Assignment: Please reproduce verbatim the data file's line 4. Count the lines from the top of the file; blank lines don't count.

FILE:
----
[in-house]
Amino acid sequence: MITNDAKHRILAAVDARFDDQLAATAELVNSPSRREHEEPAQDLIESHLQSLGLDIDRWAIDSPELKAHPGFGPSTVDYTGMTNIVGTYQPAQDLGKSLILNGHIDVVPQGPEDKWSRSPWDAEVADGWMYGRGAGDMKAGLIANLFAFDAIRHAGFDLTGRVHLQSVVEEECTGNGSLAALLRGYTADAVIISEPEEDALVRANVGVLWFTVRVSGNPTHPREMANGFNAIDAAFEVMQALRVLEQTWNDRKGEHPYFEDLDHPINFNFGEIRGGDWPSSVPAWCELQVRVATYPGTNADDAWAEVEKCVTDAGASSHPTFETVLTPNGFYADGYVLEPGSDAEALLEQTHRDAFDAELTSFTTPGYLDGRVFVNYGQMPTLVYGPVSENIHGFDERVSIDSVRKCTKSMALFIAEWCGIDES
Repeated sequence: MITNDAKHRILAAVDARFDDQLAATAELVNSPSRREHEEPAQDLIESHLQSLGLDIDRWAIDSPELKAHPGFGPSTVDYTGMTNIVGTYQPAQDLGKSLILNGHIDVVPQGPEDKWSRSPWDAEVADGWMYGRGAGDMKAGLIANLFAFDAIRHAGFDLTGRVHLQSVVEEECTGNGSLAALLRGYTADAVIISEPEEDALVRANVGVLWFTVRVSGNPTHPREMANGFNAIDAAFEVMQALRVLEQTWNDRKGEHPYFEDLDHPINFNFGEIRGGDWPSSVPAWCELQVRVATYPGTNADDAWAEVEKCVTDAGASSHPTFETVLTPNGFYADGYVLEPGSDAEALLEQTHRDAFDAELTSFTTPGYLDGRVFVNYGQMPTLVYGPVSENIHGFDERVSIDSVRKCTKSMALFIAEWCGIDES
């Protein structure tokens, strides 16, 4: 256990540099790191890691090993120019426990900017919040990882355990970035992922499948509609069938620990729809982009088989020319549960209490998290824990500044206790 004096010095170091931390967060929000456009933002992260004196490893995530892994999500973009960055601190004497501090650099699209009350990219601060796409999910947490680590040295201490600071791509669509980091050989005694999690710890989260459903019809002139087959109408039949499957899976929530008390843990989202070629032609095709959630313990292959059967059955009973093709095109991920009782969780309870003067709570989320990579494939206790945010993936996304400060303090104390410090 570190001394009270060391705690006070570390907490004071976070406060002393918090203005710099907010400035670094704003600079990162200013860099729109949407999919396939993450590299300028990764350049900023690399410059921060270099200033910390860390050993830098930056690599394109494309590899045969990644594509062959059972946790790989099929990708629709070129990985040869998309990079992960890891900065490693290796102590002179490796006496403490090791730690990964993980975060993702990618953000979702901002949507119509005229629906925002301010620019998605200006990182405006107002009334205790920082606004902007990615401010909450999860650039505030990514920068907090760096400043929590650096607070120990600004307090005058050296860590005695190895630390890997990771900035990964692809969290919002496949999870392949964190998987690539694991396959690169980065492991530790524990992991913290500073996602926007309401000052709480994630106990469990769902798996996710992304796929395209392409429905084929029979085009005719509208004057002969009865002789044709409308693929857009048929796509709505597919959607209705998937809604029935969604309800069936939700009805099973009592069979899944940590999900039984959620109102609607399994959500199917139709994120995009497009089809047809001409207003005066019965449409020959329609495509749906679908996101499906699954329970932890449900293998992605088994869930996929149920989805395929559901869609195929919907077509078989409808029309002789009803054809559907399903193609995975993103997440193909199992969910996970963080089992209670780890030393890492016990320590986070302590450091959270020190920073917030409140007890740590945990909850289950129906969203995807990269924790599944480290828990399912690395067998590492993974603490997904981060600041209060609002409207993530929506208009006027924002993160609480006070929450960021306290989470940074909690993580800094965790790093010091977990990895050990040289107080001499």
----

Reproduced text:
């Protein structure tokens, strides 16, 4: 256990540099790191890691090993120019426990900017919040990882355990970035992922499948509609069938620990729809982009088989020319549960209490998290824990500044206790 004096010095170091931390967060929000456009933002992260004196490893995530892994999500973009960055601190004497501090650099699209009350990219601060796409999910947490680590040295201490600071791509669509980091050989005694999690710890989260459903019809002139087959109408039949499957899976929530008390843990989202070629032609095709959630313990292959059967059955009973093709095109991920009782969780309870003067709570989320990579494939206790945010993936996304400060303090104390410090 570190001394009270060391705690006070570390907490004071976070406060002393918090203005710099907010400035670094704003600079990162200013860099729109949407999919396939993450590299300028990764350049900023690399410059921060270099200033910390860390050993830098930056690599394109494309590899045969990644594509062959059972946790790989099929990708629709070129990985040869998309990079992960890891900065490693290796102590002179490796006496403490090791730690990964993980975060993702990618953000979702901002949507119509005229629906925002301010620019998605200006990182405006107002009334205790920082606004902007990615401010909450999860650039505030990514920068907090760096400043929590650096607070120990600004307090005058050296860590005695190895630390890997990771900035990964692809969290919002496949999870392949964190998987690539694991396959690169980065492991530790524990992991913290500073996602926007309401000052709480994630106990469990769902798996996710992304796929395209392409429905084929029979085009005719509208004057002969009865002789044709409308693929857009048929796509709505597919959607209705998937809604029935969604309800069936939700009805099973009592069979899944940590999900039984959620109102609607399994959500199917139709994120995009497009089809047809001409207003005066019965449409020959329609495509749906679908996101499906699954329970932890449900293998992605088994869930996929149920989805395929559901869609195929919907077509078989409808029309002789009803054809559907399903193609995975993103997440193909199992969910996970963080089992209670780890030393890492016990320590986070302590450091959270020190920073917030409140007890740590945990909850289950129906969203995807990269924790599944480290828990399912690395067998590492993974603490997904981060600041209060609002409207993530929506208009006027924002993160609480006070929450960021306290989470940074909690993580800094965790790093010091977990990895050990040289107080001499």